Leaked documents fail to upset Obama’s drive for victory in America’s longest war

By Barry Schweid, AP
Tuesday, July 27, 2010

Early reaction shows no sign of upending war plan

WASHINGTON — The shock of the disclosure of tens of thousands of secret documents about the war in Afghanistan has inspired a debate on the war, but had few other apparent aftereffects.

President Barack Obama said they did not raise any new concerns, and Congress went on to send him $33 billion to pay for the troop surge there. There was no indication that already strong anti-war sentiment is about to boil over.

It is certainly not a popular war. There have been more than 1,100 U.S. military deaths in Afghanistan, Pakistan and Uzbekistan, by Associated Press count, since fighting began in the aftermath of the 9/11 terrorist attacks on the United States.

But mostly the gloomy picture in the battlefield reports, which cover the period 2004 to 2009, has reinforced a sense of war weariness.

Sen. John Kerry, D-Mass., a critical Congressional supporter of the war, advised Americans on Tuesday to not “overhype or get excessively excited” about the disclosures.

At a hearing, Kerry said the documents should be given little weight because in many cases they reflect raw intelligence, not carefully calibrated assessments of trends on the ground.

White House and State Department officials argued there were few revelations in the documents.

Obama, warning that the leak could “potentially jeopardize individuals or operations” in Afghanistan, insisted nonetheless that the war strategy he has devised was prompted by the shortcomings reflected in the classified documents.

At the Center for Strategic and International Studies, a prominent Washington think tank, Anthony H. Cordesman said the leak “is unlikely … to radically shift American public opinion polls.”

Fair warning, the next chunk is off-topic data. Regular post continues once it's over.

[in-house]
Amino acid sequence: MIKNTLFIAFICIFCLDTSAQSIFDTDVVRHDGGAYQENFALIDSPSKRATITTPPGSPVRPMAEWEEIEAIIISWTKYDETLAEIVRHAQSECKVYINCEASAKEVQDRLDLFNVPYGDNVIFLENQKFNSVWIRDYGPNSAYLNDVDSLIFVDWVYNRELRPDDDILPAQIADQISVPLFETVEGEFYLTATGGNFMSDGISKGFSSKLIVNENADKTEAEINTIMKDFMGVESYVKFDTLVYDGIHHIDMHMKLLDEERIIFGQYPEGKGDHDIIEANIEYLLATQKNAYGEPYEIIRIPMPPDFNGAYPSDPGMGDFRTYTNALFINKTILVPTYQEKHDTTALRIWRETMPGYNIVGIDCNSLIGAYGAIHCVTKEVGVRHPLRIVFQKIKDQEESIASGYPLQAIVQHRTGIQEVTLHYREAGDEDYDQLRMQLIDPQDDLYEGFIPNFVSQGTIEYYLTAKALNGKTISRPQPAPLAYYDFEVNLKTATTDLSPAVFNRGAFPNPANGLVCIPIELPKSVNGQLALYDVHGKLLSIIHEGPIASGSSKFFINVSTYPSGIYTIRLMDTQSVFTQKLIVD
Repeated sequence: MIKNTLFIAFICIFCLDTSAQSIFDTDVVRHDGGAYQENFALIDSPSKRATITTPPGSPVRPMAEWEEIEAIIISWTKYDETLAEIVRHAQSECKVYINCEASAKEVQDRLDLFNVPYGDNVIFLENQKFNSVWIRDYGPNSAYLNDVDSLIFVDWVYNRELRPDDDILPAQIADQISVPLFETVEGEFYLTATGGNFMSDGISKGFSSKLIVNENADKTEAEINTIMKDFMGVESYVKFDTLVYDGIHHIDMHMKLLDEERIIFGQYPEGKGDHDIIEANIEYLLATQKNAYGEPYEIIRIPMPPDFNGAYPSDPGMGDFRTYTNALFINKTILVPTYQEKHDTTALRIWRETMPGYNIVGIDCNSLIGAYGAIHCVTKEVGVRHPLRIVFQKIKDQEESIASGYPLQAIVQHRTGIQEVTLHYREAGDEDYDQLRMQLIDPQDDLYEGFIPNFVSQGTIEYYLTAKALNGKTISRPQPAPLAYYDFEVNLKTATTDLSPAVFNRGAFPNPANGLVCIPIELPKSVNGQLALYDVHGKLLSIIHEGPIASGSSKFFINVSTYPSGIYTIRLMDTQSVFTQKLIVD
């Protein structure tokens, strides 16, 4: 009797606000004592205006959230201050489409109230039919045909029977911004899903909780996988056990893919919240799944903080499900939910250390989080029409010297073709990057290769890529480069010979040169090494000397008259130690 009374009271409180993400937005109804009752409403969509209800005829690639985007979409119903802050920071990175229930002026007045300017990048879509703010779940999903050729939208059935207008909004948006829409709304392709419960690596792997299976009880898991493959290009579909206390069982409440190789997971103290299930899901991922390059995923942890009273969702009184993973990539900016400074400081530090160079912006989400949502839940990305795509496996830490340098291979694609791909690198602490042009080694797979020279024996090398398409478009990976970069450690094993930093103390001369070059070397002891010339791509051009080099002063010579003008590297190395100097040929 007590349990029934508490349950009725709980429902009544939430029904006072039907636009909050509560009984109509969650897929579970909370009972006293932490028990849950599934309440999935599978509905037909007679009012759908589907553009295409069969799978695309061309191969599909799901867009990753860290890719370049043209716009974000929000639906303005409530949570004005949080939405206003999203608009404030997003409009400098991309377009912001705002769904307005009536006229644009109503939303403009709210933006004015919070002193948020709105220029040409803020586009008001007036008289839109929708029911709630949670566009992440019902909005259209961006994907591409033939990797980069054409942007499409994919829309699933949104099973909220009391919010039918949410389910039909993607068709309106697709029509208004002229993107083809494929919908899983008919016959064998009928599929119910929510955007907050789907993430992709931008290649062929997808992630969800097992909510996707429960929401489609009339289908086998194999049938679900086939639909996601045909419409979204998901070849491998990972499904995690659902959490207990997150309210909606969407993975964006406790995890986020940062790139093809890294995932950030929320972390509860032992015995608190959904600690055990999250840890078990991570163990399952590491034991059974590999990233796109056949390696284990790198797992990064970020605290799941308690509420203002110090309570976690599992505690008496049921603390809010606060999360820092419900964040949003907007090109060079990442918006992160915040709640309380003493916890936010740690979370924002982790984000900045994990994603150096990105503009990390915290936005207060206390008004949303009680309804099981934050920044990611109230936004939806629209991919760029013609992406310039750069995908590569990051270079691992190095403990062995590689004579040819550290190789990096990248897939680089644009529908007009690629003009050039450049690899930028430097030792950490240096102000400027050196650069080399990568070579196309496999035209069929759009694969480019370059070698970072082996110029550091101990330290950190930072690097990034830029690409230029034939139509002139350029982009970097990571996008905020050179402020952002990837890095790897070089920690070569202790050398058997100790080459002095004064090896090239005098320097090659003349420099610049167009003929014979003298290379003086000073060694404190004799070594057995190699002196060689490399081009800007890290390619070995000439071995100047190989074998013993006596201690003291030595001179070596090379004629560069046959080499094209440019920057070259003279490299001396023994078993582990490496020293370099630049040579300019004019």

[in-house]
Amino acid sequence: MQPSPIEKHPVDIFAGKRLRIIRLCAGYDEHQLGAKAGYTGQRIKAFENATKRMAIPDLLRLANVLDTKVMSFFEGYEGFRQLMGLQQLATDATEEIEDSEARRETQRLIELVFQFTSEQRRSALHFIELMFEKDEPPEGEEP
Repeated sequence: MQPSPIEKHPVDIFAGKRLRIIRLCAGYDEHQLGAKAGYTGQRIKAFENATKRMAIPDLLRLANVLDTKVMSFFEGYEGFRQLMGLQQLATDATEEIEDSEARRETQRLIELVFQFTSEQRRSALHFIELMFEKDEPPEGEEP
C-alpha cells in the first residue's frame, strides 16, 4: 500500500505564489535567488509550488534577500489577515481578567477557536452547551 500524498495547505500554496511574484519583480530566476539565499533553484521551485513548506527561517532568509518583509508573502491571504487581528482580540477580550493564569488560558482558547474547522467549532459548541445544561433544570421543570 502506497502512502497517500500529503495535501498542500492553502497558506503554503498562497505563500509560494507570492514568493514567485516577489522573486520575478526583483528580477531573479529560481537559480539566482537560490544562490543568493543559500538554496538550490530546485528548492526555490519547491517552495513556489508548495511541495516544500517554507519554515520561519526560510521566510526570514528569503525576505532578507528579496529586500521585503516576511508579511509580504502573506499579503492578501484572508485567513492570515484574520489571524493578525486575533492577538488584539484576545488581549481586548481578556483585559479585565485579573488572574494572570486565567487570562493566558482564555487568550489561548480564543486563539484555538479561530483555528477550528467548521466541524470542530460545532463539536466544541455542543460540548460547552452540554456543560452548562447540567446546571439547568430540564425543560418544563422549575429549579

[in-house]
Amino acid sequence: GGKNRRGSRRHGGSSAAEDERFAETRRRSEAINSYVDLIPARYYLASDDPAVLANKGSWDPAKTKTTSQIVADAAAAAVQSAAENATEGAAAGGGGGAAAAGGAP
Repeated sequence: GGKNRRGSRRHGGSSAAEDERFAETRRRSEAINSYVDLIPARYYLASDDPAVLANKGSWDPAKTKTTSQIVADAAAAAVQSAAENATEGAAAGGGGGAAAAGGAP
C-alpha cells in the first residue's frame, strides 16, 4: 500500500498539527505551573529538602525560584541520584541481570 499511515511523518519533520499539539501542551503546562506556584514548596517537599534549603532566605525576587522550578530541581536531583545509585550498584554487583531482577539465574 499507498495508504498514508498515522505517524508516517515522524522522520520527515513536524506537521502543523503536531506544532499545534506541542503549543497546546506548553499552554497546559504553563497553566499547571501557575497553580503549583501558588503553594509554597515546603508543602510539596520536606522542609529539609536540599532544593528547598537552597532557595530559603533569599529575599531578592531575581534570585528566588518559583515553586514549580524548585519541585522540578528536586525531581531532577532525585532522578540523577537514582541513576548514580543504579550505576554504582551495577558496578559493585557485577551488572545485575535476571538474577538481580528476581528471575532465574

The military analyst said in an interview it isn’t clear yet whether the new more aggressive strategy undertaken by Obama this summer is working. More critical than past events detailed in the documents, said Cordesman, is whether the White House strategy succeeds in rolling back the Taliban and al-Qaida in the months and years ahead,

The documents reflect concerns from military personnel about the American-led operation. That the war drags on accounts in part for dipping presidential popularity polls. But Afghanistan is only one of several bricks Obama is trying to carry on his back.

Leslie H. Gelb, former New York Times diplomatic correspondent, said there was no question the leaks would ratchet up the criticism of Obama even if the material is already well known.

“We will have a more serious debate of policy,” said Gelb, adding that “I don’t think there will be a change of policy.”

When it comes it war, “Presidents are very loath to change course because they have made decisions that led to loss of life.” he said. “You don’t have a turnaround point.”

Concluded Gelb: “The decision is almost always to keep going, to stay the course.”

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